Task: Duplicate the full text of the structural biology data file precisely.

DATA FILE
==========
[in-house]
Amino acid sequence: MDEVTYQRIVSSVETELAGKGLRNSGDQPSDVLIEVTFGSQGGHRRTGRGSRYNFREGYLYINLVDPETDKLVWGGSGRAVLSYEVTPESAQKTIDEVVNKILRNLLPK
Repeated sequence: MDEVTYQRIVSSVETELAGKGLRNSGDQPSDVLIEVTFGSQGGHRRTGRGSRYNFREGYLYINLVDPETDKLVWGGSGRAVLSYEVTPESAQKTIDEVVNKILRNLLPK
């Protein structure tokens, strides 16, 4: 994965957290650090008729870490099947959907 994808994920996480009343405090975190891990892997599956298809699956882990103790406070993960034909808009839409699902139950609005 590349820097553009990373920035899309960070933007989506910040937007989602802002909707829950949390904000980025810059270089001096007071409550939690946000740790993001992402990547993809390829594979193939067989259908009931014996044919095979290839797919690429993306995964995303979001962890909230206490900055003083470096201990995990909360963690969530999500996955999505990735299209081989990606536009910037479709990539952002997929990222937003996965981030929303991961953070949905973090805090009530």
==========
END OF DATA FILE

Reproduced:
[in-house]
Amino acid sequence: MDEVTYQRIVSSVETELAGKGLRNSGDQPSDVLIEVTFGSQGGHRRTGRGSRYNFREGYLYINLVDPETDKLVWGGSGRAVLSYEVTPESAQKTIDEVVNKILRNLLPK
Repeated sequence: MDEVTYQRIVSSVETELAGKGLRNSGDQPSDVLIEVTFGSQGGHRRTGRGSRYNFREGYLYINLVDPETDKLVWGGSGRAVLSYEVTPESAQKTIDEVVNKILRNLLPK
């Protein structure tokens, strides 16, 4: 994965957290650090008729870490099947959907 994808994920996480009343405090975190891990892997599956298809699956882990103790406070993960034909808009839409699902139950609005 590349820097553009990373920035899309960070933007989506910040937007989602802002909707829950949390904000980025810059270089001096007071409550939690946000740790993001992402990547993809390829594979193939067989259908009931014996044919095979290839797919690429993306995964995303979001962890909230206490900055003083470096201990995990909360963690969530999500996955999505990735299209081989990606536009910037479709990539952002997929990222937003996965981030929303991961953070949905973090805090009530």